2)                  Ending homelessness.  I went to a workshop which featured Pamela Atchinson, a woman from Utah who has been a key figure in ending homelessness. I loved this woman and her spirit. She cares deeply about homeless people, knows many of them as friends, and is committed to ending homelessness in her state. Using the Housing First model, and Rapid Rehousing, Utah has reduced its chronically homeless population 90%, from 2000 to a couple of hundred. And there are no chronically homeless vets in Salt Lake City! I wish I had time to tell you more about Pamela Atchinson. Like Jill, she’s one of my heroes

Women's Plenary "Sheroes" dancing
Rev Ignacio Casuera
3)                  The climate crisis was a major focus of the gathering and I was inspired by the many speakers. I took part in a workshop led by Ignacio and Phil Clayton. Needless to say, it was awesome.  
4) The prophetic power of women. I was inspired and challenged by the powerful women at this session: Kathy Kelly, Rabbi Lynn Gottlieb, Vandana Shiva, Marianne Williamson, Grandmother Mary Lyons, Karen Armstrong, et al. I wish I had time to share with you the powerful messages that these women conveyed. 

5)                   I was also impressed by a workshop in which Karen Armstrong, Rabbi Lynn Gottlieb, and Professor Jonathan Brown dealt with what they called “texts of terror” in the Torah, the Christian Gospel and the Quran. This is a topic that Joseph Prabhu invites us to explore: what is the relationship between violence and religion?

Pastor will Barber
6)                  Finally, I was drawn to a workshop led by Pastor Will Barber of North Carolina. He’s the pastor who help start the “Moral Monday” movement in North Carolina. As you may recall, the Koch brothers poured tons of money into North Carolina and helped to get elected a Tea Party governor and state representatives who began attacking education and the social services. People of faith began protesting on Monday mornings outside the state house. Eventually, there was a crowd of 100,000 and the political climate in North Carolina began to shift. Will Barber is a leading force behind this movement. Some consider him the Dr. King of our time. He is a powerful Evangelical preacher who preaches the doctrine of social justice—the real “good news” of Jesus Christ. At the end of his message, he amazed us by having an “altar call.” In Evangelical churches, an altar call usually involves calling members of the congregations to come to the front of the church and dedicate, or rededicate, their lives to Christ. Will Barber called us to rededicate our lives to social justice.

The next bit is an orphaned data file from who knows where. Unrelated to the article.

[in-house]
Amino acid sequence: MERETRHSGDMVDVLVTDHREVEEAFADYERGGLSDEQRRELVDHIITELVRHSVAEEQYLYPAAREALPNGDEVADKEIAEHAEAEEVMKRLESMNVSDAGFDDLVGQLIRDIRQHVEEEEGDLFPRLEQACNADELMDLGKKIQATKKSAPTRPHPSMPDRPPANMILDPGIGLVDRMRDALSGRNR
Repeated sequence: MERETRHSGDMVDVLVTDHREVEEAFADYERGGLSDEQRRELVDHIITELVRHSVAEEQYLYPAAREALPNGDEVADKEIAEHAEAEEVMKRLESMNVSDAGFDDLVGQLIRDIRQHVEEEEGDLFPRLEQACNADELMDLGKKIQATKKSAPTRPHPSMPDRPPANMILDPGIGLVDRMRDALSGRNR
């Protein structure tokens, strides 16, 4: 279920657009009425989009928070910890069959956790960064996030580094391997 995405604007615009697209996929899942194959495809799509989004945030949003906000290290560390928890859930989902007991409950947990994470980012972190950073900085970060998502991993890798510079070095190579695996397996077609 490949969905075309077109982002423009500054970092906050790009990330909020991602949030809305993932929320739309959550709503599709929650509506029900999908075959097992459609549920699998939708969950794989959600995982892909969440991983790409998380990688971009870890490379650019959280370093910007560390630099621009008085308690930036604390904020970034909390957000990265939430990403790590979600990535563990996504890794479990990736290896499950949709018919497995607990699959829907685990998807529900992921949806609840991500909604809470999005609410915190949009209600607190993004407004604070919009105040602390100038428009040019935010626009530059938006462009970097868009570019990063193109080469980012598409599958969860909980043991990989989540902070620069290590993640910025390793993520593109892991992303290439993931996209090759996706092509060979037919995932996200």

This “altar call” was the spiritual highpoint of the Gathering for me, and also for David Hartsough and Eisha Mason. David wants Will Barber to light a fire under the Quakers, and Eisha Mason wants him to light a fire under the AFSC. And I’d like Barber to come out here to light a fire here in LA. We need prophetic fire! Thanks to my wife, and to Evangelical leaders like Will Barber and Jim Wallis (who was also at the Parliament),  I have come to appreciate more and more how Evangelicals touch the heart and transform lives through their inspired preaching.

Finally, the Gathering gave us not only inspiration, but also homework. We were given something called “The Commitment Book.” It contains a call to action from the Dalai Lama and declarations of action on each of the issue areas, from income inequality to climate change and indigenous rights, and it provides space in which to write down our resolve and commitments. As a Quaker, I applaud the Parliament for encouraging us to put our spirituality into action. I hope that the spirit of the Parliament inspires and challenges all of us to redouble our efforts to make this world a more peaceful and just place.
Debra and Andre Van Zyl at their art booth

Eisha Mason

Jay Marshall, Dean of the Earlham School of Religion

Michael Birkel, Quaker scholar